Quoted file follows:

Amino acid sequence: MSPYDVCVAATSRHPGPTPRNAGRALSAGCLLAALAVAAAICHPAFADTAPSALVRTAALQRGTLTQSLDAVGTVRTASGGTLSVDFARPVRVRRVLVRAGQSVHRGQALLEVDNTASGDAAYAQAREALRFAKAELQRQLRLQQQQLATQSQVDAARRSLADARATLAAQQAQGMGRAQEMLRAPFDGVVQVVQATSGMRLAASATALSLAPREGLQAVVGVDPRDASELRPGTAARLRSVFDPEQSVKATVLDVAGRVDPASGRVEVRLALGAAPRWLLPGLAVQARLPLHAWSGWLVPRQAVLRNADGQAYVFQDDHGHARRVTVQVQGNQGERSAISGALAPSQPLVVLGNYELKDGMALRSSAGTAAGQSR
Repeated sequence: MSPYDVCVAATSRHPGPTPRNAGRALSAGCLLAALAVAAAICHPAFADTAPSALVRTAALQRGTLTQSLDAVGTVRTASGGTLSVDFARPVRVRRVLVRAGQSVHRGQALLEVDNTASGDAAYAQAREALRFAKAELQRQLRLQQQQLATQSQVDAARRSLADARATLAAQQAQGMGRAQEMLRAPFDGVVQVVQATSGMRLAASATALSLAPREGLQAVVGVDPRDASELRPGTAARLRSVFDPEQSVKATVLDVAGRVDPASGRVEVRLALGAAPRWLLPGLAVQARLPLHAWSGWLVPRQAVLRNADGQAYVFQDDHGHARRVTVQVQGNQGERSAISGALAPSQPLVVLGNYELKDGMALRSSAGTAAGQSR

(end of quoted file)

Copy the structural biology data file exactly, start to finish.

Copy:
Amino acid sequence: MSPYDVCVAATSRHPGPTPRNAGRALSAGCLLAALAVAAAICHPAFADTAPSALVRTAALQRGTLTQSLDAVGTVRTASGGTLSVDFARPVRVRRVLVRAGQSVHRGQALLEVDNTASGDAAYAQAREALRFAKAELQRQLRLQQQQLATQSQVDAARRSLADARATLAAQQAQGMGRAQEMLRAPFDGVVQVVQATSGMRLAASATALSLAPREGLQAVVGVDPRDASELRPGTAARLRSVFDPEQSVKATVLDVAGRVDPASGRVEVRLALGAAPRWLLPGLAVQARLPLHAWSGWLVPRQAVLRNADGQAYVFQDDHGHARRVTVQVQGNQGERSAISGALAPSQPLVVLGNYELKDGMALRSSAGTAAGQSR
Repeated sequence: MSPYDVCVAATSRHPGPTPRNAGRALSAGCLLAALAVAAAICHPAFADTAPSALVRTAALQRGTLTQSLDAVGTVRTASGGTLSVDFARPVRVRRVLVRAGQSVHRGQALLEVDNTASGDAAYAQAREALRFAKAELQRQLRLQQQQLATQSQVDAARRSLADARATLAAQQAQGMGRAQEMLRAPFDGVVQVVQATSGMRLAASATALSLAPREGLQAVVGVDPRDASELRPGTAARLRSVFDPEQSVKATVLDVAGRVDPASGRVEVRLALGAAPRWLLPGLAVQARLPLHAWSGWLVPRQAVLRNADGQAYVFQDDHGHARRVTVQVQGNQGERSAISGALAPSQPLVVLGNYELKDGMALRSSAGTAAGQSR